How to Get Correct Exposure – Camera Metering Modes Explained
How to Get Correct Exposure :
Exposure is a complex thing, each small setting and the outer conditions may affect your final photograph. Here in this article we will see How to get Correct Exposure and different Camera Metering Modes Explained. There could be a possibility where your photographs are underexposed or overexposed with your finest settings, if that’s the case then maximum chances are that you have not selected best Camera metering mode for that particular scene. Here we will be Understanding How to get Correct Exposure in a Photograph.
How Camera Calculates Exposure :
Exposure loosely refers to the amount of light passes to sensor in your camera. The more light you let in, the brighter the resulting picture. Conversely, the less light you let in, the darker the picture.
How much light you let in, depends on your setting like shutter speed and aperture and ISO which is commonly referred as Exposure Triangle.
The exposure algorithm or program inside a camera measures amount of lights within scenery or particular object. For example suppose you are shooting a black deer with bright white snow everywhere from background to foreground. Here if you tell you camera to focus on black deer and keep your metering mode on auto then camera would think “yes, the subject is dark and accordingly it will evaluates the exposure of entire image, which results snow a little underexposed or on darker side”. So, here in this situation you have to tell your camera that please evaluate lights n brightness using overall scene not just on the basis of subject color.
How to get Correct Exposure :
To get the correct exposure, along with all those 3 parameters, you need to select correct metering mode so that camera can decide which which part is darker or lighter and accordingly it can set the correct exposure for entire image.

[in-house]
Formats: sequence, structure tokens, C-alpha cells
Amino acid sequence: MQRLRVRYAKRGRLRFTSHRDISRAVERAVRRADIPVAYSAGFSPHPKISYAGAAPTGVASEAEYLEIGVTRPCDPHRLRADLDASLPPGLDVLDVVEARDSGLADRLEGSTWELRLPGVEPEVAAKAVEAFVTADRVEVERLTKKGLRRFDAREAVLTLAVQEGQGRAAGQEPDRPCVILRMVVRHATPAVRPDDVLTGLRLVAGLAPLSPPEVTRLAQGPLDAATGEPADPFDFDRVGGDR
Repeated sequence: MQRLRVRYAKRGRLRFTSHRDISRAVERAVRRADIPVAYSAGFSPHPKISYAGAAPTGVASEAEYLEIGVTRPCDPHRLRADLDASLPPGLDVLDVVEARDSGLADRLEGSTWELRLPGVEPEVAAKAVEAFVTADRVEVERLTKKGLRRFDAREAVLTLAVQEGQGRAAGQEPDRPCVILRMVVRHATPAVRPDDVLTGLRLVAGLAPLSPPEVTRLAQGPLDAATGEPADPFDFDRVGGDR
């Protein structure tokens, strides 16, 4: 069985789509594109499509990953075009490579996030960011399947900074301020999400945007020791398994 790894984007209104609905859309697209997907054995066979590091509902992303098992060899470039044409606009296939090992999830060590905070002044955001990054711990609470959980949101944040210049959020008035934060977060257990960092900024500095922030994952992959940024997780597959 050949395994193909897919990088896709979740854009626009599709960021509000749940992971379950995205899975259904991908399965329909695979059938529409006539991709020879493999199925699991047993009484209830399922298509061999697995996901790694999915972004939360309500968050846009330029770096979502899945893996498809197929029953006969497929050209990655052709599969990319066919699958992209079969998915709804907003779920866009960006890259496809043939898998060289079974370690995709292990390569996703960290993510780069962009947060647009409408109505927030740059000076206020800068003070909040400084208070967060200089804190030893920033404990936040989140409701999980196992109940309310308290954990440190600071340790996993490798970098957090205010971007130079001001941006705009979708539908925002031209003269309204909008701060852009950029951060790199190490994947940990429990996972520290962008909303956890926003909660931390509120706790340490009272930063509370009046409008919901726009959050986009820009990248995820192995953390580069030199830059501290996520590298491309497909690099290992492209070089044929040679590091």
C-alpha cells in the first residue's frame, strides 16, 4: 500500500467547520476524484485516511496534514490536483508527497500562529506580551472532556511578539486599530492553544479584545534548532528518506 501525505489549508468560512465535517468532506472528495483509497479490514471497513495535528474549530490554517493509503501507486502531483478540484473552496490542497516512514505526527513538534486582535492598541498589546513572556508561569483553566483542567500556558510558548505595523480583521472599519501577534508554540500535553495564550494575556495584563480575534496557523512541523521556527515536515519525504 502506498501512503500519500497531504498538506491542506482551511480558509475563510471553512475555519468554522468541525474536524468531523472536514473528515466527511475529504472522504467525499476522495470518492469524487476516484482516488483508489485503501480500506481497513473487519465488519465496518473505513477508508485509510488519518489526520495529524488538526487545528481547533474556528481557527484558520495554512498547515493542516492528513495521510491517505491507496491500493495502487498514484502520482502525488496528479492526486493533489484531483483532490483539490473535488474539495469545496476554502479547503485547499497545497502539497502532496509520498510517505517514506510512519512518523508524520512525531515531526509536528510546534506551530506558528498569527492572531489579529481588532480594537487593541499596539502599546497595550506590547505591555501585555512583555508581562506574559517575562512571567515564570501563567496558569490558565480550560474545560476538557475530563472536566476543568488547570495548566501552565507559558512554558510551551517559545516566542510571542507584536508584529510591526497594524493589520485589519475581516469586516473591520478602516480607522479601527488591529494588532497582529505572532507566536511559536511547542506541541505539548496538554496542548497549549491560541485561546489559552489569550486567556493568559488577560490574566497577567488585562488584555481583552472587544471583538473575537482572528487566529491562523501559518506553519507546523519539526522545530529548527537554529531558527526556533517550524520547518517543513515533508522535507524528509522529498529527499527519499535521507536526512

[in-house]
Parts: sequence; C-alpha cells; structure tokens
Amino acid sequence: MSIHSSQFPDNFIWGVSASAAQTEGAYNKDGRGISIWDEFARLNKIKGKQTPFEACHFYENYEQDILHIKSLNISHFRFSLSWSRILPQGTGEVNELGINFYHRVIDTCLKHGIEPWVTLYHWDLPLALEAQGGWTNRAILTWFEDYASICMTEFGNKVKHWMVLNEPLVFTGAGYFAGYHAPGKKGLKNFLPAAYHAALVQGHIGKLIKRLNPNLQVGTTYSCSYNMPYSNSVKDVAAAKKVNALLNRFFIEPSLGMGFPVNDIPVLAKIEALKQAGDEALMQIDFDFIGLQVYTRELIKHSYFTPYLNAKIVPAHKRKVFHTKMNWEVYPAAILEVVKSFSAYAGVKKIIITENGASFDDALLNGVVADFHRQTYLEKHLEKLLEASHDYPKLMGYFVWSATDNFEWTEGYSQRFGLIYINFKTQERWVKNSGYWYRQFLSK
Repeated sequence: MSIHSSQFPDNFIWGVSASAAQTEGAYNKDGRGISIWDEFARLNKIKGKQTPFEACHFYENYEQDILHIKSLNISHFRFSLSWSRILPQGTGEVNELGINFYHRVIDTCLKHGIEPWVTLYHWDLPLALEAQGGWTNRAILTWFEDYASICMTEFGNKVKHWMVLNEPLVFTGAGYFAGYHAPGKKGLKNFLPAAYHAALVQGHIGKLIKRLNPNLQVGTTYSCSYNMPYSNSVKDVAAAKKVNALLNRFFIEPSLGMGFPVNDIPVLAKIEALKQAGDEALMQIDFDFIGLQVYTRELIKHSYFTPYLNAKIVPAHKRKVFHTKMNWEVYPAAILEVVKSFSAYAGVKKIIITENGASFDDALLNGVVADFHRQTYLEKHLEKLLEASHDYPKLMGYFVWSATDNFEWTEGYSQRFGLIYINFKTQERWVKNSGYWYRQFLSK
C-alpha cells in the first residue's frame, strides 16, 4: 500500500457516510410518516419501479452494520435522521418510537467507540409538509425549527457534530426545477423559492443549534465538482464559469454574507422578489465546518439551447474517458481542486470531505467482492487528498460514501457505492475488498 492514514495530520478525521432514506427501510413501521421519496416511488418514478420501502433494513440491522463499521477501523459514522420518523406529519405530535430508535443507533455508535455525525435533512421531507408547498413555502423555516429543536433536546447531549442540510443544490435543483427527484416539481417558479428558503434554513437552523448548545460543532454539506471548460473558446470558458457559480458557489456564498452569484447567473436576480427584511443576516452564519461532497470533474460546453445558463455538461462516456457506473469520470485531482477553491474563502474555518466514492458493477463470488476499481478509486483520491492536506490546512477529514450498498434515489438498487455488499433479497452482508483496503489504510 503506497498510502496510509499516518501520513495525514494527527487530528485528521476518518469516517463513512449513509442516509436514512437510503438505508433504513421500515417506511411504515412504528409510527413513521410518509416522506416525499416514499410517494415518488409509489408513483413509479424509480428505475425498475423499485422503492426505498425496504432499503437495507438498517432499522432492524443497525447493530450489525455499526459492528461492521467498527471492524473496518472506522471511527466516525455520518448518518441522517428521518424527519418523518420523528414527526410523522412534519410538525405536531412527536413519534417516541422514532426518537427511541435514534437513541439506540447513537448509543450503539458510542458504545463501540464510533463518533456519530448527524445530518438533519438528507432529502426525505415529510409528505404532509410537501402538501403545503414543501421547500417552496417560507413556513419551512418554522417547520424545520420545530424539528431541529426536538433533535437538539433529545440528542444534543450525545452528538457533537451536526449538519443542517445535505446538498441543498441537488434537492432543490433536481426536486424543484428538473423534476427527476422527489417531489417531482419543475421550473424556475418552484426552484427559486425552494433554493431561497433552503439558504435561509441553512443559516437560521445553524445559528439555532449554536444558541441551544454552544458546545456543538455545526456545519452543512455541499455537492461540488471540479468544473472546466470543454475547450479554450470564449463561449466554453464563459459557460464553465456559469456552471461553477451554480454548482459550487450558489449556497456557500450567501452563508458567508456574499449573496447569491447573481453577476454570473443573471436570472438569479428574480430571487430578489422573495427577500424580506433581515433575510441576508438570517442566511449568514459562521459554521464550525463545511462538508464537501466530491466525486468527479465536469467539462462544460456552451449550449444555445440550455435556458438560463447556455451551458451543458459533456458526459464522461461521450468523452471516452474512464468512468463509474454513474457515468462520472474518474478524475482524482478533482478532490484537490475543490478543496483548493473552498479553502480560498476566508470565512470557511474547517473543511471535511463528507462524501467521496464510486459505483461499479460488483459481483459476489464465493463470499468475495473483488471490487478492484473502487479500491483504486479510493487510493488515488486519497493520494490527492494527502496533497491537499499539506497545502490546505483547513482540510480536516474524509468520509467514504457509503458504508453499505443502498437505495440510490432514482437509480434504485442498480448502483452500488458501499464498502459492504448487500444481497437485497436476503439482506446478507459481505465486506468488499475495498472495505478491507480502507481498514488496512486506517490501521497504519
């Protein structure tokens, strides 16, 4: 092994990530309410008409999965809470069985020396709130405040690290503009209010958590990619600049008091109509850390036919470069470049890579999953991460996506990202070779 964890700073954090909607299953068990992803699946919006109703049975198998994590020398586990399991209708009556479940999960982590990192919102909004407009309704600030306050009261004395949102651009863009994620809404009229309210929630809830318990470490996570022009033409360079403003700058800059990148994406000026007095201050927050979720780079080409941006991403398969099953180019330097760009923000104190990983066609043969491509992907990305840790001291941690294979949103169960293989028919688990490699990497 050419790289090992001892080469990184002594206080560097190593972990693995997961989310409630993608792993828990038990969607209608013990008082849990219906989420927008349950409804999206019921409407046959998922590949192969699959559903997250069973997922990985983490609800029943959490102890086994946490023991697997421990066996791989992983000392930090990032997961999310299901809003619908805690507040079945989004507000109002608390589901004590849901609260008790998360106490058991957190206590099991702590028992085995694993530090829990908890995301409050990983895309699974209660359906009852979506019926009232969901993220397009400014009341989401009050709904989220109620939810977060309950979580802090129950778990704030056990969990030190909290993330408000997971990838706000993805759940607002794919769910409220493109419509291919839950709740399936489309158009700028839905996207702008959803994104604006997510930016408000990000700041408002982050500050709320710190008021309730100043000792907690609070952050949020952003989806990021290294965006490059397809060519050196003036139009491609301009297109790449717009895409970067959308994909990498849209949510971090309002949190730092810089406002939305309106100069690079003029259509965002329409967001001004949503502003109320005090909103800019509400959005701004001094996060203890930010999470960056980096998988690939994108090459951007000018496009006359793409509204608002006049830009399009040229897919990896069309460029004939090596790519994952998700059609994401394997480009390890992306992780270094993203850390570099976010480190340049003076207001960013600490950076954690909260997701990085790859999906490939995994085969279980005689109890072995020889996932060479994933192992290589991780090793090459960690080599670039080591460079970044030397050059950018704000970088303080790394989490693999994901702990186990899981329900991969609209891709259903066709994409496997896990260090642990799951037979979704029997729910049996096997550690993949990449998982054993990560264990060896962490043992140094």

Metering mode is one of the settings most photographers don’t care much, most of times we keep in AUTO mode where camera chooses best metering modes for that scene, but in some cases you have to select other modes to get the perfect result.
What each Metering modes does and how it works is important in photography, because it helps photographers control their exposure to take best shot in unusual lighting situations.
Types of Metering Mode in Canon and Nikon :
To get the correct exposure, below are the metering modes available in a camera, you can select any of them depending upon the lighting condition of shooting :
- Matrix/Evaluative Metering
- Partial Metering (Specific to Canon)
- Spot Metering
- Center weighted Metering
1. Matrix/Evaluative Metering:
Matrix Metering mode is the default metering mode on most DSLRs. It works by dividing the entire frame into multiple “zones”, which are then all analyzed on individual basis for light and dark tones. One of the key factors (in addition to color, distance, subjects, highlights, etc) that affects matrix metering, is where the camera focus point is set to. One should use this mode for most of your photography, since it will generally do a pretty good job in determining the correct exposure. I leave my camera metering mode on matrix metering for most of my photography needs, including landscape and portrait photography.
2. Partial Metering (Specific to Canon):
3. Spot Metering:
Spot Metering only evaluates the light around your focus point and ignores everything else. It should be used when your subject doesn’t take much of space like you need focus on something very small on your picture spot on. In this mode, Camera measures only 5%-7% of the complete frame. Situation like bird photography/moon shot, where bird is quite small as compared to the entire picture.
4. Center weighted Metering:
Here is a one shot where you can see the exposure difference with different metering modes.
Choose Matrix/Evaluative metering when lights are evenly spread all over the frame or scene you are capturing.
If scene has come high contrast object like snow then in such case use Center weighted Metering.
Spot metering you can use where light is coming from back of the subject.
Hope i have made thing clear on How to get Correct Exposure – Camera Metering Modes Explained. Let me know your thoughts and feedback.
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